NORTH METRO ATLANTA, Ga. — The metro region’s transit planning agency is advancing a regional fare policy study designed to upgrade and bring uniformity to how patrons pay to get around.
At a special online meeting of the Atlanta Region Transit Link Authority (the ATL) July 9, senior planner Aileen Daney outlined some of the future milestones the agency is working toward as it draws up a fare plan.
The purpose of the study is to devise a regional fare strategy in collaboration with transit operators, like MARTA, Xpress and CobbLinc, in the 13-county Atlanta Region.
Goals include simplifying the fare system, addressing environmental concerns and mitigating inadequacies in serving those with disabilities.
The first phase of the study, now underway, includes studying local and national transit systems and technologies to garner ideas on whether their fare systems might be implemented in the ATL region. Right now, the study committee is focusing on transit systems in Washington, D.C., Los Angeles and Chicago.
Daney said the project team has been in contact with other area transit agencies to collect data on ridership, their scope of service, characteristics of their commuters, base fares and fare collection equipment.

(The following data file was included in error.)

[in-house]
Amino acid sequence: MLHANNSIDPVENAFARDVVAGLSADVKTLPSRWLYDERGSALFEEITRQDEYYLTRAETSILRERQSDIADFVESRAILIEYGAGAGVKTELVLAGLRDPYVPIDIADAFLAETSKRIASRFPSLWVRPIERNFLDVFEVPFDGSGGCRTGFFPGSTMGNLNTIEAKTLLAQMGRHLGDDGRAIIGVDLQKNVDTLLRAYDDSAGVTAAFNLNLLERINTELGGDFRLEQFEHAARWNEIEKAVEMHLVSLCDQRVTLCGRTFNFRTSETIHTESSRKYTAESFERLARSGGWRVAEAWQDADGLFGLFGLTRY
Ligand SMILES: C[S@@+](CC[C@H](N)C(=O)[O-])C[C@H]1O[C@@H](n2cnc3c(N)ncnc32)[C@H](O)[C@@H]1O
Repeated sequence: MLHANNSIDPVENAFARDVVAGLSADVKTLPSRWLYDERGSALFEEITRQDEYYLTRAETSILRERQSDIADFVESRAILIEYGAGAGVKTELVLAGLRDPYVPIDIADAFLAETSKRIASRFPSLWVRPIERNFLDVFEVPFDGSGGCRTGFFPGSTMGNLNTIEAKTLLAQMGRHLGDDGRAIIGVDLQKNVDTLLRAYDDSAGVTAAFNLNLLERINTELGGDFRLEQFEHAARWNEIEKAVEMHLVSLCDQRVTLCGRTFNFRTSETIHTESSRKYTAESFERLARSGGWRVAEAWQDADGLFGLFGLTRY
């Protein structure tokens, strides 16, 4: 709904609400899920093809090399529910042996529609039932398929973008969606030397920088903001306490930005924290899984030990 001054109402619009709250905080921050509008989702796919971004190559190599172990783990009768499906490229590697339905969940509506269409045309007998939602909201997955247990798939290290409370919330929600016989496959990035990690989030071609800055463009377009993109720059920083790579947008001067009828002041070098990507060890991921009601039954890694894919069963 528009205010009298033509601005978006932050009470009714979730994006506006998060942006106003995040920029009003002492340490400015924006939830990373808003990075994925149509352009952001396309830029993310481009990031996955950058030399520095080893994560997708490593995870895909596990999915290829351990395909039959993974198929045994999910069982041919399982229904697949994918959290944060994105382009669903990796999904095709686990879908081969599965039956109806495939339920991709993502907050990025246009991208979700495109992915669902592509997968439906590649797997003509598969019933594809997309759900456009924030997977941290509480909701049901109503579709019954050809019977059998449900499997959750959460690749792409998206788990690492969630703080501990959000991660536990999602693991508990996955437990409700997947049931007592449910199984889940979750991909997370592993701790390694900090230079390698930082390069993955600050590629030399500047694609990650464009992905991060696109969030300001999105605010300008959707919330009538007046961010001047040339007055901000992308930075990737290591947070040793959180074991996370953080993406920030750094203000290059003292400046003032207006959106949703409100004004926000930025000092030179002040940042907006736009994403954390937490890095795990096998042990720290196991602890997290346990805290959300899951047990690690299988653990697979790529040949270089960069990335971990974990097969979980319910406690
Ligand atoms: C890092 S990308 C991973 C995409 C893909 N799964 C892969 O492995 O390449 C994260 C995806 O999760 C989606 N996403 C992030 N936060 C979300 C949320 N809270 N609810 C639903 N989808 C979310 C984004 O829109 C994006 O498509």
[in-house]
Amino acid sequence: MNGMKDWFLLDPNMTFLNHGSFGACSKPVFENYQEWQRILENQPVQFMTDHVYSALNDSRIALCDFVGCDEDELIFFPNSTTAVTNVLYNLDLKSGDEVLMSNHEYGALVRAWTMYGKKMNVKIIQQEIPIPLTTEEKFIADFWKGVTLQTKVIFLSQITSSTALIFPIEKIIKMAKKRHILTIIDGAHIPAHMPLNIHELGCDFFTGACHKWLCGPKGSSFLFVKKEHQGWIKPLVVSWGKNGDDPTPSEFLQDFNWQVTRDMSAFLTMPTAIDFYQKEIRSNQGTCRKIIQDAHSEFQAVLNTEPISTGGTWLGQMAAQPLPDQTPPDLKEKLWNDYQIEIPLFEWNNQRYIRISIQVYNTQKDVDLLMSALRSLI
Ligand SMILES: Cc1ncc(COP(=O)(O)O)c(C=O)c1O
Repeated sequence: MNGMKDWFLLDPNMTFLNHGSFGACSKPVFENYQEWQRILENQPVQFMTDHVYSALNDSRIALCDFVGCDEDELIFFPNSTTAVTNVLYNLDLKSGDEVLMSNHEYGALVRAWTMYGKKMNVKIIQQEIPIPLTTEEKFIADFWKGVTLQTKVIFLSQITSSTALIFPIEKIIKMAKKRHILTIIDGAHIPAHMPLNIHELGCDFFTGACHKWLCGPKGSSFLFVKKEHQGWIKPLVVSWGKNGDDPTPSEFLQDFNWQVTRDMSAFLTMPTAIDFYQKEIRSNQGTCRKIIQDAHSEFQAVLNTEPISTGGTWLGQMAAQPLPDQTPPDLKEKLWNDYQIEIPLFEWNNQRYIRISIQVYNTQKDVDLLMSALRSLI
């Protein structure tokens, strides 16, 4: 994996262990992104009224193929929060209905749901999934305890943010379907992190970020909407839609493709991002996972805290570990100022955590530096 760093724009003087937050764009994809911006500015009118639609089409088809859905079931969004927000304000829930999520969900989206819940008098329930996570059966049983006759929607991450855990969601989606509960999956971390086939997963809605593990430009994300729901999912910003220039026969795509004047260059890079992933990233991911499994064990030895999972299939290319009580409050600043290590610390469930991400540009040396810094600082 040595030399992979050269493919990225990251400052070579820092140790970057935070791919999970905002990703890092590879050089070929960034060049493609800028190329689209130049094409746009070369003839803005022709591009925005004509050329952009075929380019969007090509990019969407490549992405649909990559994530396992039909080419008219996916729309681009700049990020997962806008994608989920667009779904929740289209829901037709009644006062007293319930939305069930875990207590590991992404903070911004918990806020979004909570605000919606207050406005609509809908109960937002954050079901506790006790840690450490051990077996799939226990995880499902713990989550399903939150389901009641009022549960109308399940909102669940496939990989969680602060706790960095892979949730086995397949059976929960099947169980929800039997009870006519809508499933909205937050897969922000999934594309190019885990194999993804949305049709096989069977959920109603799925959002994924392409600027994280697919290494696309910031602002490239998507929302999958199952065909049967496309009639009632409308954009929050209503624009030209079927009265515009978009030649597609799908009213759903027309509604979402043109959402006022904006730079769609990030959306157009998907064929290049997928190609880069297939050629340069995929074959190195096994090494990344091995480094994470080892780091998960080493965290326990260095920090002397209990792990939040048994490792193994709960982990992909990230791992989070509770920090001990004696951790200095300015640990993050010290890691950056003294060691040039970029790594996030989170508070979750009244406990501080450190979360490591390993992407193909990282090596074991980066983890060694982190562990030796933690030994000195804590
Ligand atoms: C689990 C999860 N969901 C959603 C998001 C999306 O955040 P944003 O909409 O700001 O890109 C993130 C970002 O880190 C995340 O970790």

Representatives from local transit services told team members that the most important criteria they are looking for in a uniform fare system is providing a good customer experience. They said financial sustainability, affordability and ridership impact are other key factors to consider.
ATL board members zeroed in on Ventra, an account-based system used by three participating agencies in and around Chicago. Under the system, customers pay a one-time $5 fee for a Ventra Card that is immediately refunded as transit value upon registration. They can use the card to tap and board public trains and buses. It has online account management as well as protection against lost or stolen cards.
The second phase of the fare study, scheduled for completion in April 2021, includes calculating customer price sensitivity and developing a fare model and recommendations.
In other business at the July 9 meeting, the ATL Board voted to accept Gwinnett County’s proposal to expand its transit footprint and include heavy rail service through MARTA. Funding for the expansion, estimated at over $12 million, would probably come through a penny sales tax.
Gwinnett County commissioners voted June 16 to lay the groundwork to give county voters the opportunity — possibly this fall — to adopt a special sales tax to fund incorporation into the transit system, which serves DeKalb, Fulton and Clayton counties. The commission must vote to include a transit referendum on the November ballot by the end of July.
Gwinnett voters rejected the idea in a referendum held in March 2019, but proponents say the issue might fare better if placed on the ballot during the presidential election.